In re Weakland

United States Bankruptcy Court, D. DelawareMar 31, 1980
4 B.R. 114 (Bankr. D. Del. 1980)

Bankruptcy No. 79-304. Adversary No. A-80-17.

March 31, 1980.

Barbara James, Community Legal Aid Society, Inc., Wilmington, Del., for Debtors.


MEMORANDUM OPINION


HELEN S. BALICK, Bankruptcy Judge.

Marlene Barbara Ann Weakland and Alfred C. Weakland, Sr., debtors in a Chapter 7 proceeding, have filed a motion to proceed in forma pauperis in an adversary proceeding to void a lien on their household goods and furniture. In support of their motion, the Weaklands have filed an affidavit. Both Mr. and Mrs. Weakland are presently unemployed. They are the parents of six-year-old twins. A third child is expected in May. Their only income, $312 a month, is from "Aid to Families with Dependent Children". Their monthly expenses always equal or exceed their income. They have no assets which could be liquidated to pay the $15 filing fee.

In 1973 the Supreme Court in United States v. Kras, 409 U.S. 434, 93 S.Ct. 631, 34 L.Ed.2d 626, by a 5 to 4 decision held that the then $50 filing fee could not be waived in a bankruptcy proceeding. At that time, there were no "adversary proceedings" within a bankruptcy case. Consequently, the question of waiver of filing fees in such proceedings was not before the Court.

The Commission on the Bankruptcy Laws of the United States in its Report, Appendix 2 Collier on Bankruptcy 11 (15th ed.) recommended that Kras be completely overruled:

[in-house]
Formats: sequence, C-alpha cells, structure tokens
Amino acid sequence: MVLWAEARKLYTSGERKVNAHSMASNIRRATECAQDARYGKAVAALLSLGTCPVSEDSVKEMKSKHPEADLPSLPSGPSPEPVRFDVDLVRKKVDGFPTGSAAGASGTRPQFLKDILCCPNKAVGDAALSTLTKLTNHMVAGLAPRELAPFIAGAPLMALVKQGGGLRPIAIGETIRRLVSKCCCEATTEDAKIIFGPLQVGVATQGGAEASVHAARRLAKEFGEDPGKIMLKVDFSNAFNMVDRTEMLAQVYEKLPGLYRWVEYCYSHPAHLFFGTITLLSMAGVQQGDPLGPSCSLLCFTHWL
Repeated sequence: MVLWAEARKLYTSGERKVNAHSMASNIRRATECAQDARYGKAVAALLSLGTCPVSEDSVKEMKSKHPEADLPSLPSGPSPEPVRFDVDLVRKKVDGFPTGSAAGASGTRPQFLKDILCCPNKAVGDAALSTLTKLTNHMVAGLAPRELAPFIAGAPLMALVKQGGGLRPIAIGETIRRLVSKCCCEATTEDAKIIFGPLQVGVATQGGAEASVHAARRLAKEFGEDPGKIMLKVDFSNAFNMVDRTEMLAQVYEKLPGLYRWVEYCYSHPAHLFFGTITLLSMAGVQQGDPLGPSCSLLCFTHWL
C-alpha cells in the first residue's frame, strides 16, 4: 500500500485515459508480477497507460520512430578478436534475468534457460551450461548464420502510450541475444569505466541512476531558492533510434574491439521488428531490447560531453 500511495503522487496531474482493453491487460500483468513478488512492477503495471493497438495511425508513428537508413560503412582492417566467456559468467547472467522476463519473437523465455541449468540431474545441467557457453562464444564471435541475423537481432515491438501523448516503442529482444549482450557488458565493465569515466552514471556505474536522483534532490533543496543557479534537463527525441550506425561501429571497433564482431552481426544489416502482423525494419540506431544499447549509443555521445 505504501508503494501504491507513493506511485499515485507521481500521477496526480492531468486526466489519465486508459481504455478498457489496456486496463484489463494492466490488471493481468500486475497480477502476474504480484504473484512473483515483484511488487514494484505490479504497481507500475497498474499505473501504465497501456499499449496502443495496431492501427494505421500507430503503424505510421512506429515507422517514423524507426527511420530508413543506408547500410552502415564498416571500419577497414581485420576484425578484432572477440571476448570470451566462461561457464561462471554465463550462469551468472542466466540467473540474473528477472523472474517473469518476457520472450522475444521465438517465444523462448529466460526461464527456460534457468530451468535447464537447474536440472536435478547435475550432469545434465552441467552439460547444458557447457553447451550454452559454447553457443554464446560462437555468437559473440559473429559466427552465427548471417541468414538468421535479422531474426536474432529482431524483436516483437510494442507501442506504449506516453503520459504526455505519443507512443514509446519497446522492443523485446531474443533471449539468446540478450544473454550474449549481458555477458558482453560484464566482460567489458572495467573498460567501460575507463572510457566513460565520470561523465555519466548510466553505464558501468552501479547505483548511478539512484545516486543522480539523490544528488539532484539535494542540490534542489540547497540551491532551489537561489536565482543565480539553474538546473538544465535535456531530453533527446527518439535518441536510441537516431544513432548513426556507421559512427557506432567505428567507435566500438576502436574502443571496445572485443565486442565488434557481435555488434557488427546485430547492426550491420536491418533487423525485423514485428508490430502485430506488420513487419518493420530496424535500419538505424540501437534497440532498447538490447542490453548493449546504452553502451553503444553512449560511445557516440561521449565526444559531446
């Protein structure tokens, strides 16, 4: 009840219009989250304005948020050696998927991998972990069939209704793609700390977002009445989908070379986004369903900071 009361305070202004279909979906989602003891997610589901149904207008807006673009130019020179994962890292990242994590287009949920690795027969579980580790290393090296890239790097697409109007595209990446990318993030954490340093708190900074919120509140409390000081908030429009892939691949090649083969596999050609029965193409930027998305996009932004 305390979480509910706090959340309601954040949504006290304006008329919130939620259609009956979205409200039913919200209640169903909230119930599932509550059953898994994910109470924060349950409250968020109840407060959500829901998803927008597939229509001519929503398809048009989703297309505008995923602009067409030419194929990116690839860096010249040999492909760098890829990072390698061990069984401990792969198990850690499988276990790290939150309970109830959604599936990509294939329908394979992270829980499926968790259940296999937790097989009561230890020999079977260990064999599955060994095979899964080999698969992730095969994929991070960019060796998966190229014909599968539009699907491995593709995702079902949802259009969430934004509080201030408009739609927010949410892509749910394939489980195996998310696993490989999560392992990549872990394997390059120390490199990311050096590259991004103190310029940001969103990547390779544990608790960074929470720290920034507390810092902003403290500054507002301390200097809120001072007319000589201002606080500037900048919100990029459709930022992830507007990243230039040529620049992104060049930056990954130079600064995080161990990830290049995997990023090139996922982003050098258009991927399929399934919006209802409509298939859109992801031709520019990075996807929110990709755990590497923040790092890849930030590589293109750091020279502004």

(1) Indigent debtors be authorized to file in forma pauperis petitions in bankruptcy without payment of filing fees, and failure to pay the fee be eliminated as a ground for denying discharge.

Congress accepted only a portion of this recommendation. Failure to pay fees does not appear in § 727, Discharge, title 11 U.S.C. as a ground for denial of discharge as it did in § 14c(8) of the Bankruptcy Act of 1898, as amended. However, Congress in enacting § 246(a) of the Bankruptcy Reform Act of 1978 ( 28 U.S.C. § 1930(a)) continues the holding of Kras in that the filing fee requirement cannot be waived. This section states that notwithstanding § 1915 of title 28, filing fees shall be paid to commence a case and that an individual may pay such fees in installments. There is no mention as to the applicability or inapplicability of § 1915 in the other subsections of § 1930. It would appear that Congress intended the absolute requirement for payment of fees to apply only where specifically designated, that is in § 1930(a).

The filing fees in an adversary proceeding are either $15 or $60 depending upon whether the bankruptcy court has exclusive or concurrent jurisdiction. While Kras was partly rationalized on the assumption that $50, payable in installments, was not very onerous, the possibility of fees for several adversary proceedings in bankruptcy, not necessarily payable in installments, is a different matter. Additionally, in a case where there is concurrent jurisdiction with a district or state court, a debtor might proceed in forma pauperis in those courts but could not in a bankruptcy court. It would be unfair and irrational to treat the same case differently in different courts. Such treatment would force an indigent debtor to file in a court other than a bankruptcy court to obtain the benefit of waiver. This would defeat the Congressional intent to have all disputes relating to a bankruptcy case resolved in one court, the bankruptcy court.

For the reasons stated, an order permitting the debtors to file an adversary proceeding in forma pauperis has been entered this date.